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Should ‘Skins fans start buying tickets again since Bruce Allen has been fired, or will it require a new stadium?

NFL: Philadelphia Eagles at Washington Redskins Brad Mills-USA TODAY Sports

I remember when RG3 jersey sales topped the NFL merchandise charts in 2012. Now, we get the news that there were no Redskins in the top-50 in 2019.

My natural urge when I read this was to feel disappointed, but a second or two later I did a mental double-take. After all, I’ve been reading comments on Hogs Haven for two or three years now that said readers refused to go to games, buy Redskins merchandise or do anything else to financially show support for the team of Dan Snyder until he fired Bruce Allen.

Well, Dan did it. Bruce Allen is gone.

We won the battle.

But, is the war still on?

I’m wondering whether Redskins fans feel as though they can now go back to ‘normal’ fan behavior like buying team jerseys and season tickets.

Brucifer, has, after all, been vanquished.

Of course, just because Bruce is gone, that doesn’t mean the team will become a winner. They’ve struggled for a quarter of a century; Ron Rivera and his Carolina North Catskins may bring winning football back to the nations capital (or its suburbs at least), but are you, as Redskins fans, ready to put your money where Ron’s mouth is and show up in droves for the first home game of the 2020 season, and continue to pack the stands for all eight home games?

Or has the franchise already used up all of its benefit of the doubt — are we in a position where the team is going to have to go out and win some games before fans are ready to go back out to the stadium or invest in team merchandise?

Perhaps even a winning team isn’t enough to convince people to suffer all the indignities of a day at FedEx Field.

I know from reading Hogs Haven for years that “the game day experience” at FedEx Field leaves a lot to be desired.

Will it require a new stadium to get Redskins fans to attend games again?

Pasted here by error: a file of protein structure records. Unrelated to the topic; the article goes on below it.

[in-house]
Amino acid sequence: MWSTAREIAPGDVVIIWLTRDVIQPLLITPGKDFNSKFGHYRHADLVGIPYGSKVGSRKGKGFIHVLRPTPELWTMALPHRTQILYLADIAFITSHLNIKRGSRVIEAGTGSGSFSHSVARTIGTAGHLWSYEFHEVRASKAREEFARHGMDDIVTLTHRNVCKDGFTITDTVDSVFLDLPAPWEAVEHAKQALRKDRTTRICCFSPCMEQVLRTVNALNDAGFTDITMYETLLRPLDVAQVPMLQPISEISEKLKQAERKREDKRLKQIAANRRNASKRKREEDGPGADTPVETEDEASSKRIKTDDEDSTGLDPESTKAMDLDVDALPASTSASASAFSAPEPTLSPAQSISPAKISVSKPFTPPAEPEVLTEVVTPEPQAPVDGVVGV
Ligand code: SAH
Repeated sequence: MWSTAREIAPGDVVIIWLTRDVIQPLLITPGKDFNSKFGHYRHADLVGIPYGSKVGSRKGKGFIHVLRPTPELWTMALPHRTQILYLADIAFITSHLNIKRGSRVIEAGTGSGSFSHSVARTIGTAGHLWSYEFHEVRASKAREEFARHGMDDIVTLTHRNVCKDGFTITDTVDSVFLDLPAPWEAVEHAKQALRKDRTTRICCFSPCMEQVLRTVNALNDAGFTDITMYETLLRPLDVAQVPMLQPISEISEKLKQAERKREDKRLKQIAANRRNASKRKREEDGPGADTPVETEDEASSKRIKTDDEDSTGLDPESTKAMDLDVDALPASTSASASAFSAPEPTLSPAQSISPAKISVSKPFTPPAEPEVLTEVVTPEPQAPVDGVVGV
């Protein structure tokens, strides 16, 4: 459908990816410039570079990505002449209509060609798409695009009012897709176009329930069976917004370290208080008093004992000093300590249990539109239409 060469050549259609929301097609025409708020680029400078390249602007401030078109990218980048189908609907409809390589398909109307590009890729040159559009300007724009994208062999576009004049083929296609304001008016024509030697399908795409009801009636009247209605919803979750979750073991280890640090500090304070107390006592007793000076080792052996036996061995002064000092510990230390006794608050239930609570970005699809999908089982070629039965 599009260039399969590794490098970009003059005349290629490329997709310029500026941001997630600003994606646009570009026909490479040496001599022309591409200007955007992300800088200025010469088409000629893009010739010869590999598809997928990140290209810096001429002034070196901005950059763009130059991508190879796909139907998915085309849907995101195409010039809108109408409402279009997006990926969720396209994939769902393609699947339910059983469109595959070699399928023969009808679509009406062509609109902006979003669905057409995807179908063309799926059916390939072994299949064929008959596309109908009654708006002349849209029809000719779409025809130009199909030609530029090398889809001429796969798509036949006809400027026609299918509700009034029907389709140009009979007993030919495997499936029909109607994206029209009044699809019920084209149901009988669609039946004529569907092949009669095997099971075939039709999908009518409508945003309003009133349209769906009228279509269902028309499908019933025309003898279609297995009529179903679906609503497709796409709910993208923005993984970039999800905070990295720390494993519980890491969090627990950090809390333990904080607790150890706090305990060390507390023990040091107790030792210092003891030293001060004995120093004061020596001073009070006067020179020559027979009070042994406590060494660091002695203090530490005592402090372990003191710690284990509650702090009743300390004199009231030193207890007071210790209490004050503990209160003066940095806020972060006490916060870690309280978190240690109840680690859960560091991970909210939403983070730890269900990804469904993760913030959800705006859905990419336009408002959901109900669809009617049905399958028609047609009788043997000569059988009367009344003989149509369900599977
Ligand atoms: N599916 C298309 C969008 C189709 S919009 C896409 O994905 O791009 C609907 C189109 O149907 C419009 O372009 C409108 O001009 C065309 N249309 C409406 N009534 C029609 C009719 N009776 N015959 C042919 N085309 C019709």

Certainly, the issue of the next stadium is back in the news in DC this week.

This on-again, off-again soap opera is one of the longest running shows in the DMV, with first one potential stadium site and then another rising to prominence as new stories are published, often in the off-seasons, but also with occasional discussion arising during the season as well.

This is notable primarily because the lease on the current stadium in Landover, Maryland runs to 2027 — another seven years — and talk about the shortcomings of FedEx Field and the need for a replacement has been simmering for probably a decade already! Has there ever been another fan base so eager to get out of its home stadium that people spent fifteen years or more discussing and agonizing over the need for a new one?

I think fans would be most excited to see the RFK stadium site revived as the next home of the Redskins, but a few alternate sites have been kicked around over the years, each with its benefits and drawbacks.

Tangled up in the question of where to situate the next stadium are the never-quite-finished debate over the team name, the question of public funds or tax breaks being provided, and, as of this week’s news article, the question of allowing legalized gambling on-site.

If Ron Rivera can turn the Redskins into winners again, then the prospect of a new stadium will become much more appealing. Until and unless that happens, it feels more like a running joke. One of the most disturbing aspects of this week’s Washington Post article (linked in the tweet above) is that Dan Snyder seems to be considering Landover as one of the possible locations for the next stadium.

Given the terrible associations Redskins fans seem to have with the current Landover stadium, it seems almost unfathomable that Dan would think about committing to it for another 30-year run at the site when the current one is done.

Regardless of all that (Irregardless, even), should Redskins fans be prepared to wait — possibly as long as seven more years — before buying tickets to Redskins home games again, or is it time to get back out to support the team in person?

RFK Stadium was once one of the most raucous and intimidating places in the NFL for visiting teams to play because of the rabid, vocal, and visible fan base. Nowadays, for teams like the Eagles and Steelers especially, it can feel almost like home-away-from-home, and games against teams like the Jets are often played in front of more empty seats than seats with warm bodies in them.

Is it time for Redskins fans to spend their hard earned dollars on team merchandise and game tickets, or should the waiting game continue?